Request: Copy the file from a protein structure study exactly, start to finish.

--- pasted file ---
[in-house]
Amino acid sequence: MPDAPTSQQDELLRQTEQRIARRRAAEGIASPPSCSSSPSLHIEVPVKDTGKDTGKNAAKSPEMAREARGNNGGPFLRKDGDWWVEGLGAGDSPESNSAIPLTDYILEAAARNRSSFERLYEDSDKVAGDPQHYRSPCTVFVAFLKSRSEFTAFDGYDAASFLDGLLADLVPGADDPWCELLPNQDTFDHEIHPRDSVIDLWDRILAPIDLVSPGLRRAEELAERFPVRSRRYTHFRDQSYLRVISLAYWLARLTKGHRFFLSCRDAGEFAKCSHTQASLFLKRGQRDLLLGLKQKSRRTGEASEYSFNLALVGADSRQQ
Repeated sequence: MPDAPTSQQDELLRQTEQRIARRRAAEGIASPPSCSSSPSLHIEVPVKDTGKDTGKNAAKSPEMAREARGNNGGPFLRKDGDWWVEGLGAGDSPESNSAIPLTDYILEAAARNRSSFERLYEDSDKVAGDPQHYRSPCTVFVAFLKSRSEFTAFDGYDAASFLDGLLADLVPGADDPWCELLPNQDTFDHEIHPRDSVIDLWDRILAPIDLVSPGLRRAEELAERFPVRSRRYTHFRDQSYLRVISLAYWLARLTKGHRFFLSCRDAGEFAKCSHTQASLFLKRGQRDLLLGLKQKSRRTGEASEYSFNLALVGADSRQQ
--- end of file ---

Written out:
[in-house]
Amino acid sequence: MPDAPTSQQDELLRQTEQRIARRRAAEGIASPPSCSSSPSLHIEVPVKDTGKDTGKNAAKSPEMAREARGNNGGPFLRKDGDWWVEGLGAGDSPESNSAIPLTDYILEAAARNRSSFERLYEDSDKVAGDPQHYRSPCTVFVAFLKSRSEFTAFDGYDAASFLDGLLADLVPGADDPWCELLPNQDTFDHEIHPRDSVIDLWDRILAPIDLVSPGLRRAEELAERFPVRSRRYTHFRDQSYLRVISLAYWLARLTKGHRFFLSCRDAGEFAKCSHTQASLFLKRGQRDLLLGLKQKSRRTGEASEYSFNLALVGADSRQQ
Repeated sequence: MPDAPTSQQDELLRQTEQRIARRRAAEGIASPPSCSSSPSLHIEVPVKDTGKDTGKNAAKSPEMAREARGNNGGPFLRKDGDWWVEGLGAGDSPESNSAIPLTDYILEAAARNRSSFERLYEDSDKVAGDPQHYRSPCTVFVAFLKSRSEFTAFDGYDAASFLDGLLADLVPGADDPWCELLPNQDTFDHEIHPRDSVIDLWDRILAPIDLVSPGLRRAEELAERFPVRSRRYTHFRDQSYLRVISLAYWLARLTKGHRFFLSCRDAGEFAKCSHTQASLFLKRGQRDLLLGLKQKSRRTGEASEYSFNLALVGADSRQQ